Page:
DID YOU READ

Anthony Hopkins is grumbling about mumbling.

Anthony Hopkins is grumbling about mumbling. (photo)

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In a predictably contentious interview with The Guardian, Anthony Hopkins caps off an eminently readable series of straightforward admissions about his alcoholic past, estranged daughter and disdain for the British tabloids by denouncing what’s going down in the UCLA acting classes he teaches. “There are a lot of young kids, good actors, but they are so macho they think it’s sexy to whisper. I don’t know what the hell they are talking about. They may as well put subtitles on them. I teach acting classes at UCLA, and I stand there and say: ‘I can’t understand one word you’re saying, so how d’you expect me to sit in the audience?'”

Now, I don’t know what Hopkins is talking about, if he’s teaching theatrical or film acting, nor could I find evidence of said acting classes online. And I don’t remember a swarm of recent Hollywood performances specializing in whispering. The tentative, awkward shuffle, sure — I used to want to slap some decisiveness into Tobey Maguire until he snapped out of it, Jake Gyllenhaal has run with it pretty well, and Paul Dano’s brilliant turn in “There Will Be Blood” pretty much took it into the realm of self-parody. But I don’t think that’s what Hopkins is talking about, nor, I suspect, is he being inundated with a new breed of mumblecore actors.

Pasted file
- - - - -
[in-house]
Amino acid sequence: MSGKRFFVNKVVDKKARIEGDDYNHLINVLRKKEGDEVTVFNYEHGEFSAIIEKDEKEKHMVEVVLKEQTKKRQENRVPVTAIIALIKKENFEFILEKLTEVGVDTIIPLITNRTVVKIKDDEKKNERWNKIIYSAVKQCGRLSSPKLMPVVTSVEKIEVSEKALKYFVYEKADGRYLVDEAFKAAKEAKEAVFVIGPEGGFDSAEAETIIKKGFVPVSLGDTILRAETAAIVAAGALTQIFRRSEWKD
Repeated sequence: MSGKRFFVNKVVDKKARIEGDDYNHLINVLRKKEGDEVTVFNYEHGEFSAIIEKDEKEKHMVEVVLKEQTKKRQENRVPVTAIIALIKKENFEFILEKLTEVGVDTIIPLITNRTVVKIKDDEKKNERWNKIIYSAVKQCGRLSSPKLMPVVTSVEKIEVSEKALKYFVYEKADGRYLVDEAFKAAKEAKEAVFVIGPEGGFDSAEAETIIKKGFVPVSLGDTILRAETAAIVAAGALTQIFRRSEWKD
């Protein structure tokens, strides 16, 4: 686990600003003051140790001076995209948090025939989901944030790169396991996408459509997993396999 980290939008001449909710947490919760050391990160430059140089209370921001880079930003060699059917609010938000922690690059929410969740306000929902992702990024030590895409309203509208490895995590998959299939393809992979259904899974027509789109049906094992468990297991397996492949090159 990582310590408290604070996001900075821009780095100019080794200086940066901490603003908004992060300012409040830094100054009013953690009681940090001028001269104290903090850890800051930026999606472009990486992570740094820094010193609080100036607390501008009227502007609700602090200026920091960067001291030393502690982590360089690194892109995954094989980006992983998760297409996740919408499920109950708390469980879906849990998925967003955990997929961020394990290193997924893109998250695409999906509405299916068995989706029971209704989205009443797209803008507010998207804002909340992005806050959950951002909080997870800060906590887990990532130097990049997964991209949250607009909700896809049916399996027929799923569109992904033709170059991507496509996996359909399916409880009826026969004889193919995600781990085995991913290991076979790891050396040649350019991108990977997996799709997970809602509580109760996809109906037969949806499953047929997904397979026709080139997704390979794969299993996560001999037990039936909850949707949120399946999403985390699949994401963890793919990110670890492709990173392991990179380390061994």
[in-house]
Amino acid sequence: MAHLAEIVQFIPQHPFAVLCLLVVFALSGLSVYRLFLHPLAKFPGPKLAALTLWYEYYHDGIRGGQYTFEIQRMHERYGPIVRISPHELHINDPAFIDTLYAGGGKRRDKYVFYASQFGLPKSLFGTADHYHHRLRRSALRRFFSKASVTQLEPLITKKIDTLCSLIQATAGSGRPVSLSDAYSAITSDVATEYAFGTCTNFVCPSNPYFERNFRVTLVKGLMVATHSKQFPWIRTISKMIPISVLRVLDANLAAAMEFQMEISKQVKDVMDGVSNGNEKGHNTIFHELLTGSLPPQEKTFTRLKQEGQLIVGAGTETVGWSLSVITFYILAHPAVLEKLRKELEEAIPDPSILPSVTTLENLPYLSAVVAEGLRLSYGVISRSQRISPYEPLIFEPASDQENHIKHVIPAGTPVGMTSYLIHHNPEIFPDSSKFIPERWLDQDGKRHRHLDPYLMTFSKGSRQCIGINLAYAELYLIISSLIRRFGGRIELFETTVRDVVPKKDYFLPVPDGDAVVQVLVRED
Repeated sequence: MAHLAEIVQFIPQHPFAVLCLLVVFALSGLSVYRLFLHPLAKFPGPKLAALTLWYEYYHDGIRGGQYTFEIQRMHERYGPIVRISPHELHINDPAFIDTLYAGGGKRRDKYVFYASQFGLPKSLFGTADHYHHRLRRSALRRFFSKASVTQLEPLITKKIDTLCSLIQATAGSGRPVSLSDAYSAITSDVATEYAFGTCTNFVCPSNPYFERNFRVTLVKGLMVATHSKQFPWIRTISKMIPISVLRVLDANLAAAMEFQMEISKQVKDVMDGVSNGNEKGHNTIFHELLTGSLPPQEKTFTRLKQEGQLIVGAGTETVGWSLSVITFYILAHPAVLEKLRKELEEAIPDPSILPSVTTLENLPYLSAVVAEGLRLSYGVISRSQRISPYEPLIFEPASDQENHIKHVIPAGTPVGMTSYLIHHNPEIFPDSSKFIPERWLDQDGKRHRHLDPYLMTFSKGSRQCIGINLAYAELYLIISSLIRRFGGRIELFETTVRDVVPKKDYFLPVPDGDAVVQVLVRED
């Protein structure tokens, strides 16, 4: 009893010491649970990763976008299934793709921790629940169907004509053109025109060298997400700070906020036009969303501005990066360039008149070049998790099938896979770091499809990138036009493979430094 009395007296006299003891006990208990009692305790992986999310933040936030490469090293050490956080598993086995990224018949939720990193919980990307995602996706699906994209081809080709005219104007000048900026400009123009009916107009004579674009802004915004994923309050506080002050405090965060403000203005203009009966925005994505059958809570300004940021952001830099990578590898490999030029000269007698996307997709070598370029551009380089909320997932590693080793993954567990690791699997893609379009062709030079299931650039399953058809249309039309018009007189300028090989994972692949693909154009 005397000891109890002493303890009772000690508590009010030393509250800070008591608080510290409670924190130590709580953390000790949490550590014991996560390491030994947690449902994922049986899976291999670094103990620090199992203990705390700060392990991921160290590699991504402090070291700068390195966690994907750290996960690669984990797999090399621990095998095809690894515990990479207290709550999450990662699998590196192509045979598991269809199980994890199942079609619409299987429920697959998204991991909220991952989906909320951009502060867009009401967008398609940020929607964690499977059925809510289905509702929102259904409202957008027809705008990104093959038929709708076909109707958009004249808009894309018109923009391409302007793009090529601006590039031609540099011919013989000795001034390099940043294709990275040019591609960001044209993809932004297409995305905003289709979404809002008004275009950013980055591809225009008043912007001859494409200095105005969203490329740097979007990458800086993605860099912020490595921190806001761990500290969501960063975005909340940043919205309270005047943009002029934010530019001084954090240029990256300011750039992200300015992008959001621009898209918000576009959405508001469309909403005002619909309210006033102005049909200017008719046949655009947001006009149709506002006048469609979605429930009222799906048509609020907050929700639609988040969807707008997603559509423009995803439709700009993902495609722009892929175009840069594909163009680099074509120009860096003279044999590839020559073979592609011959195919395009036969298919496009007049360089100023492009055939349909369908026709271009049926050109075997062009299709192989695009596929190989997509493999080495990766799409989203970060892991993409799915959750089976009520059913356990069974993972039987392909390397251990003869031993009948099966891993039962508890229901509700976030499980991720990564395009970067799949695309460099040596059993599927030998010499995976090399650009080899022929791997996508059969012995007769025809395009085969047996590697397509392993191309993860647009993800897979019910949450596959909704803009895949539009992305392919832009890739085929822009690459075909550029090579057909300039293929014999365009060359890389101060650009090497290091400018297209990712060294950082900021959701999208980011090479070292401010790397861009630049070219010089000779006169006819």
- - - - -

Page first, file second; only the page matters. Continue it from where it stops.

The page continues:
01212010_nixon.jpgHopkins’ complaint, nonetheless, seems curiously anachronistic. He began stage-acting in the early ’60s and was on film by 1967, making him probably the most successful British screen actor of his generation. His compatriots included the largely now-forgotten Nicol Williamson and John Hurt, both of whom he acted against, but Hopkins eclipsed them both for sheer fame. (Michael Caine’s of the same generation, but his insistence on keeping his own accent rather than the Queen’s English makes him a whole other story.) Hurt has proven himself adept at sinking into characters; Williamson, primarily a stage actor praised by the likes of Samuel Beckett, never could tone it down for film.

Hopkins gets to have it both ways, as pretty much every profile notes. He’s overwhelmingly associated with either his quiet Merchant Ivory turns (“The Remains of the Day,” “Howard’s End”) or scenery-chewing on a massive scale (Hannibal Lecter, his enjoyable hammy tête-à-tête with Ryan Gosling in “Fracture,” being Richard Nixon). But if you look at his overall body of work, it’s clear Hopkins is kind of an anomaly, splitting the difference between the old-school theatrical training he had while learning to adapt to new screen conventions. Which makes his grumbling about mumbling even more puzzling. He had to learn to take it down a notch to continue a successful screen career; surely, he doesn’t expect the new generation of kids to start from where he started 40 years ago? Besides, his turn in the underrated “The World’s Fastest Indian” is as mumbly as it gets.

[Photos: “Hannibal,” MGM/UA, 2001; “Nixon,” Buena Vista Home Entertainment, 1995.]

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Inauguration Alternative

Bill Murray On Repeat

It's a movie "Murray-thon" all-day Friday on IFC.

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Photo Credit: Everett Collection, GIFs courtesy of GIPHY